The book Salumi has been branded as a companion to Charcuterie.  This is clear in the packaging: the book is from the same publisher, its the same size, and filled with the same instructive line drawings, though happily with the inclusion of some colour photographs, too.  Salumi is broken into four sections.  The first is theory and ingredients, then some basic recipes, followed by more complex recipes, and finally a chapter on cooking with salumi.

The chapter on dry-cured meats in Charcuterie is so thorough, both in theories and recipes, that I’ve been curious to see what new content would be introduced in Salumi ever since murmurs of the book first appeared on Ruhlman’s blog.

Thankfully there is some great original content in the theory and ingredients section.  Most important I think are the detailed instructions on cutting whole pigs in both the Italian and American fashions.  The logistics and economics of buying whole hogs was addressed in Charcuterie, so the most valuable info here is how to remove unique Italians cuts of pork like coppa, and how to clean a hing leg to make prosciutto.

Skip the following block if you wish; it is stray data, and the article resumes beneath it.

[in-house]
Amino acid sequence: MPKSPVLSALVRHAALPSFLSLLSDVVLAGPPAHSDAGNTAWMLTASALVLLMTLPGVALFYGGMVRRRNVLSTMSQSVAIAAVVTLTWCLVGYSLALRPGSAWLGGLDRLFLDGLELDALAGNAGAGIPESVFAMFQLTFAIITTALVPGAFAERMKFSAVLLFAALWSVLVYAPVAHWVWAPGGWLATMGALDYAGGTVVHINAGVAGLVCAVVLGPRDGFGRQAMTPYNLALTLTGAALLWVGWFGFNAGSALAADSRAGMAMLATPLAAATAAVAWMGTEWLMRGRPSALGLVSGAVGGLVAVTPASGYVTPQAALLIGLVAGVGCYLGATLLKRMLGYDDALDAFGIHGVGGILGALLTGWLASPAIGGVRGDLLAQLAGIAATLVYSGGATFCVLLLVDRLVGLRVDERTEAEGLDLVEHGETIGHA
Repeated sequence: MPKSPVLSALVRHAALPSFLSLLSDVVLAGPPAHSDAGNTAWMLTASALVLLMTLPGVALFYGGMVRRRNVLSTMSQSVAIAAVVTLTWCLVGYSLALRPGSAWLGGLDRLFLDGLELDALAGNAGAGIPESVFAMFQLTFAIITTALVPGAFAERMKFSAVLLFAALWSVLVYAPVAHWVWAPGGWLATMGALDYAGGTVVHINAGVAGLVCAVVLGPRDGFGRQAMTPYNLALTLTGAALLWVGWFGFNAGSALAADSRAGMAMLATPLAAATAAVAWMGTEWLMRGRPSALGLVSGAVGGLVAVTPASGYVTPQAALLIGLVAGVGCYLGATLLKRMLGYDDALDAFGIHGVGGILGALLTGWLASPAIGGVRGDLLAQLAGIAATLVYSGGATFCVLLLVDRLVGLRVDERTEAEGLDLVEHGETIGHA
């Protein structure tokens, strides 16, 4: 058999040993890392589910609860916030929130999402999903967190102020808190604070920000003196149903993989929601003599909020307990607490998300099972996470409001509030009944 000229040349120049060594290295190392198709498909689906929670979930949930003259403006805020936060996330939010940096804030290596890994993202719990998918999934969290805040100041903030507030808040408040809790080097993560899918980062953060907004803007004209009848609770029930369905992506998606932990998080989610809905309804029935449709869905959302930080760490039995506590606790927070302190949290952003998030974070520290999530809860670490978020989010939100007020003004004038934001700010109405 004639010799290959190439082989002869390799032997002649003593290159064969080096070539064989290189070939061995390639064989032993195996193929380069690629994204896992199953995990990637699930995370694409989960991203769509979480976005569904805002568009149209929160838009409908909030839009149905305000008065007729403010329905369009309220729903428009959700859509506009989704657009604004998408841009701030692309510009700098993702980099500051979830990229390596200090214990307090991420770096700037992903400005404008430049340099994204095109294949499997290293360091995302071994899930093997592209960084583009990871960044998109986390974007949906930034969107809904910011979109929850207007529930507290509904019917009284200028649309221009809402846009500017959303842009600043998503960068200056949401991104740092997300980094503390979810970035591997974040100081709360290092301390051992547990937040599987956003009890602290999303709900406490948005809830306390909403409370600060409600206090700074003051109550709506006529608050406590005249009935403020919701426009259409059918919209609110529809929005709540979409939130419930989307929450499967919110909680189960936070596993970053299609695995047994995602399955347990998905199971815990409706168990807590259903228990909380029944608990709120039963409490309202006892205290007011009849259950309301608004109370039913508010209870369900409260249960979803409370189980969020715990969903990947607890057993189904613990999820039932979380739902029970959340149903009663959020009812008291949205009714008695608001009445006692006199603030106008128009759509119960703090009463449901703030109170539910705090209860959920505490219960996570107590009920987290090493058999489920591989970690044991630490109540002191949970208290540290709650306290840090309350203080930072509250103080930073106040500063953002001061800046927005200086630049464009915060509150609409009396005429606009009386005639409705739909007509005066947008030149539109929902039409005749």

While there is a lot of redundant information between this book and Charcuterie, there are some very interesting departures.  For instance, in Salumi all of the whole muscle cuts – coppa, pancettaguanciale, and so on – are cured with sea salt, without any sodium nitrate.  (The only exception is if you plan to roll your pancetta, than nitrite is recommended.)

There is also an interesting section on fermenting salami with natural bacteria.  While all the salami recipes in Salumi do call for Bacto-Ferm, there is a brief but informative discussion of how you could develop the same tanginess in your sausages without commercial products.

Since I just got my hands on the book last week, I haven’t had the chance to try any of the recipes.  There is a good variety, and if they are as reliable as the ones in Charcuterie they will be fantastic starting points from which to develop unique recipes tailored to your individual tastes.